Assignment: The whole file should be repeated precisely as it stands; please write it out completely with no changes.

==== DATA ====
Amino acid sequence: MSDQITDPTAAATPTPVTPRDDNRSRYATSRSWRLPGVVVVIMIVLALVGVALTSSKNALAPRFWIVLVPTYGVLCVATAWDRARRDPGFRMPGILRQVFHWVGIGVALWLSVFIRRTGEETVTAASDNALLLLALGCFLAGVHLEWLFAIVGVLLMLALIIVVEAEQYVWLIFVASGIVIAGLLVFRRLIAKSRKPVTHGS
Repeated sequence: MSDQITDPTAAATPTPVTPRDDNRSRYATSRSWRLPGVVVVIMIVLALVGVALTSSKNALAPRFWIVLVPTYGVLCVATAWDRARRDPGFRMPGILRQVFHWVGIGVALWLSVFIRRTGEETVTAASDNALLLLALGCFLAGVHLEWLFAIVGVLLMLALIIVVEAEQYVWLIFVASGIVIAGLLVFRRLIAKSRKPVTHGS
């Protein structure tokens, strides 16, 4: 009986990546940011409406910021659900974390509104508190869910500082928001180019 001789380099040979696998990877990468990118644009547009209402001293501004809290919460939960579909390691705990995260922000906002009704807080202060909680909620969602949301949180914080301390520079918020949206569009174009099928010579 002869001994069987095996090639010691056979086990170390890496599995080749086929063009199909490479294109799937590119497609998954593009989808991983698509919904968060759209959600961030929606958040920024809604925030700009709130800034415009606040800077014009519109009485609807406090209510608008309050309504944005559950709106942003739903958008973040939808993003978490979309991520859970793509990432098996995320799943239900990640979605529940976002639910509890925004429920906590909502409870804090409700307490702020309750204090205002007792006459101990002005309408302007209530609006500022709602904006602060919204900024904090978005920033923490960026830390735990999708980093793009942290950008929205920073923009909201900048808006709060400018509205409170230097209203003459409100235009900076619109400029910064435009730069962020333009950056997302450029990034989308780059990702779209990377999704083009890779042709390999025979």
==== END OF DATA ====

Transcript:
Amino acid sequence: MSDQITDPTAAATPTPVTPRDDNRSRYATSRSWRLPGVVVVIMIVLALVGVALTSSKNALAPRFWIVLVPTYGVLCVATAWDRARRDPGFRMPGILRQVFHWVGIGVALWLSVFIRRTGEETVTAASDNALLLLALGCFLAGVHLEWLFAIVGVLLMLALIIVVEAEQYVWLIFVASGIVIAGLLVFRRLIAKSRKPVTHGS
Repeated sequence: MSDQITDPTAAATPTPVTPRDDNRSRYATSRSWRLPGVVVVIMIVLALVGVALTSSKNALAPRFWIVLVPTYGVLCVATAWDRARRDPGFRMPGILRQVFHWVGIGVALWLSVFIRRTGEETVTAASDNALLLLALGCFLAGVHLEWLFAIVGVLLMLALIIVVEAEQYVWLIFVASGIVIAGLLVFRRLIAKSRKPVTHGS
């Protein structure tokens, strides 16, 4: 009986990546940011409406910021659900974390509104508190869910500082928001180019 001789380099040979696998990877990468990118644009547009209402001293501004809290919460939960579909390691705990995260922000906002009704807080202060909680909620969602949301949180914080301390520079918020949206569009174009099928010579 002869001994069987095996090639010691056979086990170390890496599995080749086929063009199909490479294109799937590119497609998954593009989808991983698509919904968060759209959600961030929606958040920024809604925030700009709130800034415009606040800077014009519109009485609807406090209510608008309050309504944005559950709106942003739903958008973040939808993003978490979309991520859970793509990432098996995320799943239900990640979605529940976002639910509890925004429920906590909502409870804090409700307490702020309750204090205002007792006459101990002005309408302007209530609006500022709602904006602060919204900024904090978005920033923490960026830390735990999708980093793009942290950008929205920073923009909201900048808006709060400018509205409170230097209203003459409100235009900076619109400029910064435009730069962020333009950056997302450029990034989308780059990702779209990377999704083009890779042709390999025979």